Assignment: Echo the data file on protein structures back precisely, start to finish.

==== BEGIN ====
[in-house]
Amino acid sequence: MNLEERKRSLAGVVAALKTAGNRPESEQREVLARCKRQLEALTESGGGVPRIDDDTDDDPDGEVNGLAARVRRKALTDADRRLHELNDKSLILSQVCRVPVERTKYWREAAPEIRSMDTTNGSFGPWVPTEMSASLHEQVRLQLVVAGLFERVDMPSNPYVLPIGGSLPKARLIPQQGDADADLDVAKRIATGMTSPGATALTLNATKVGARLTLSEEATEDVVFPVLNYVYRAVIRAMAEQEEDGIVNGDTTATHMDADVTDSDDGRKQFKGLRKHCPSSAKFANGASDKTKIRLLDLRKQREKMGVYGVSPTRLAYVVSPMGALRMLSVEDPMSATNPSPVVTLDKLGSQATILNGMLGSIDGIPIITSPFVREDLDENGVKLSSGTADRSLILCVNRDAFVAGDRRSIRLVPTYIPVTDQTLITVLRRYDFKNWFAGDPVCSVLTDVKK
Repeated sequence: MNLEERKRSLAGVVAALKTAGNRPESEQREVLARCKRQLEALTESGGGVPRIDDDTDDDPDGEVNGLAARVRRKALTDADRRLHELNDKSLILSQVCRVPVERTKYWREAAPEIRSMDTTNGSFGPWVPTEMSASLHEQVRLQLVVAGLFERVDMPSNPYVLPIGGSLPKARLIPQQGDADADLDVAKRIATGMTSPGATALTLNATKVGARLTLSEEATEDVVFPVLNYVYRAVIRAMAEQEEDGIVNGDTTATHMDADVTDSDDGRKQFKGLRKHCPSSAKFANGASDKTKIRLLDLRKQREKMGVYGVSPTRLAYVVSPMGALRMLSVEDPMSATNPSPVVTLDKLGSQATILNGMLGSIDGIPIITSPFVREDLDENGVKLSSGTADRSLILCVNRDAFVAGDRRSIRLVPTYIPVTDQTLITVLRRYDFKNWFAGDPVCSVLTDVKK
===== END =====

[in-house]
Amino acid sequence: MNLEERKRSLAGVVAALKTAGNRPESEQREVLARCKRQLEALTESGGGVPRIDDDTDDDPDGEVNGLAARVRRKALTDADRRLHELNDKSLILSQVCRVPVERTKYWREAAPEIRSMDTTNGSFGPWVPTEMSASLHEQVRLQLVVAGLFERVDMPSNPYVLPIGGSLPKARLIPQQGDADADLDVAKRIATGMTSPGATALTLNATKVGARLTLSEEATEDVVFPVLNYVYRAVIRAMAEQEEDGIVNGDTTATHMDADVTDSDDGRKQFKGLRKHCPSSAKFANGASDKTKIRLLDLRKQREKMGVYGVSPTRLAYVVSPMGALRMLSVEDPMSATNPSPVVTLDKLGSQATILNGMLGSIDGIPIITSPFVREDLDENGVKLSSGTADRSLILCVNRDAFVAGDRRSIRLVPTYIPVTDQTLITVLRRYDFKNWFAGDPVCSVLTDVKK
Repeated sequence: MNLEERKRSLAGVVAALKTAGNRPESEQREVLARCKRQLEALTESGGGVPRIDDDTDDDPDGEVNGLAARVRRKALTDADRRLHELNDKSLILSQVCRVPVERTKYWREAAPEIRSMDTTNGSFGPWVPTEMSASLHEQVRLQLVVAGLFERVDMPSNPYVLPIGGSLPKARLIPQQGDADADLDVAKRIATGMTSPGATALTLNATKVGARLTLSEEATEDVVFPVLNYVYRAVIRAMAEQEEDGIVNGDTTATHMDADVTDSDDGRKQFKGLRKHCPSSAKFANGASDKTKIRLLDLRKQREKMGVYGVSPTRLAYVVSPMGALRMLSVEDPMSATNPSPVVTLDKLGSQATILNGMLGSIDGIPIITSPFVREDLDENGVKLSSGTADRSLILCVNRDAFVAGDRRSIRLVPTYIPVTDQTLITVLRRYDFKNWFAGDPVCSVLTDVKK